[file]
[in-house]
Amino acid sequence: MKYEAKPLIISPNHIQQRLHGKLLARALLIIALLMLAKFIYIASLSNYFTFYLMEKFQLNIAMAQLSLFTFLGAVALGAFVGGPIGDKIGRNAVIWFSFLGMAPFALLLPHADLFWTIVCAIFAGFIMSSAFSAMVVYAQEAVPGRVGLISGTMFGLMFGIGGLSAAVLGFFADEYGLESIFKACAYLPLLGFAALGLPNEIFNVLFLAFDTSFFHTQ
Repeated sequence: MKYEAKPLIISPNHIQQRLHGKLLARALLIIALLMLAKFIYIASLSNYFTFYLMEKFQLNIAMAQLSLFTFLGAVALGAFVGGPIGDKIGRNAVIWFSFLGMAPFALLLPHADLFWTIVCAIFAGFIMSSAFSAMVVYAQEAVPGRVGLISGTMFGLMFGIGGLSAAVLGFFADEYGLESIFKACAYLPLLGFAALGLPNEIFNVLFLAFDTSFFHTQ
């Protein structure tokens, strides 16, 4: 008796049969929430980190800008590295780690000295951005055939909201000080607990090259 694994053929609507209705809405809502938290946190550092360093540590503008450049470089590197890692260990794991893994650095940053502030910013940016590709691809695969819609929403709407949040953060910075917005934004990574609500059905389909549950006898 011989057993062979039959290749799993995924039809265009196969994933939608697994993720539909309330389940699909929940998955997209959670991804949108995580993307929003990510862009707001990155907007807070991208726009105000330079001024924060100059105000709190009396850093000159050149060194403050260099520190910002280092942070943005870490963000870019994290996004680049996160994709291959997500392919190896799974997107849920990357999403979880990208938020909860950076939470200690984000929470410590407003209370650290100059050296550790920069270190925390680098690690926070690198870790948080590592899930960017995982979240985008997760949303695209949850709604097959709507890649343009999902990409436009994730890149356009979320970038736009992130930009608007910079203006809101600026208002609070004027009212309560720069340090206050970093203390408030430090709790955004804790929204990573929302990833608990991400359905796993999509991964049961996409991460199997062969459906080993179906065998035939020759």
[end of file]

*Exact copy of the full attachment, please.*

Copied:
[in-house]
Amino acid sequence: MKYEAKPLIISPNHIQQRLHGKLLARALLIIALLMLAKFIYIASLSNYFTFYLMEKFQLNIAMAQLSLFTFLGAVALGAFVGGPIGDKIGRNAVIWFSFLGMAPFALLLPHADLFWTIVCAIFAGFIMSSAFSAMVVYAQEAVPGRVGLISGTMFGLMFGIGGLSAAVLGFFADEYGLESIFKACAYLPLLGFAALGLPNEIFNVLFLAFDTSFFHTQ
Repeated sequence: MKYEAKPLIISPNHIQQRLHGKLLARALLIIALLMLAKFIYIASLSNYFTFYLMEKFQLNIAMAQLSLFTFLGAVALGAFVGGPIGDKIGRNAVIWFSFLGMAPFALLLPHADLFWTIVCAIFAGFIMSSAFSAMVVYAQEAVPGRVGLISGTMFGLMFGIGGLSAAVLGFFADEYGLESIFKACAYLPLLGFAALGLPNEIFNVLFLAFDTSFFHTQ
């Protein structure tokens, strides 16, 4: 008796049969929430980190800008590295780690000295951005055939909201000080607990090259 694994053929609507209705809405809502938290946190550092360093540590503008450049470089590197890692260990794991893994650095940053502030910013940016590709691809695969819609929403709407949040953060910075917005934004990574609500059905389909549950006898 011989057993062979039959290749799993995924039809265009196969994933939608697994993720539909309330389940699909929940998955997209959670991804949108995580993307929003990510862009707001990155907007807070991208726009105000330079001024924060100059105000709190009396850093000159050149060194403050260099520190910002280092942070943005870490963000870019994290996004680049996160994709291959997500392919190896799974997107849920990357999403979880990208938020909860950076939470200690984000929470410590407003209370650290100059050296550790920069270190925390680098690690926070690198870790948080590592899930960017995982979240985008997760949303695209949850709604097959709507890649343009999902990409436009994730890149356009979320970038736009992130930009608007910079203006809101600026208002609070004027009212309560720069340090206050970093203390408030430090709790955004804790929204990573929302990833608990991400359905796993999509991964049961996409991460199997062969459906080993179906065998035939020759």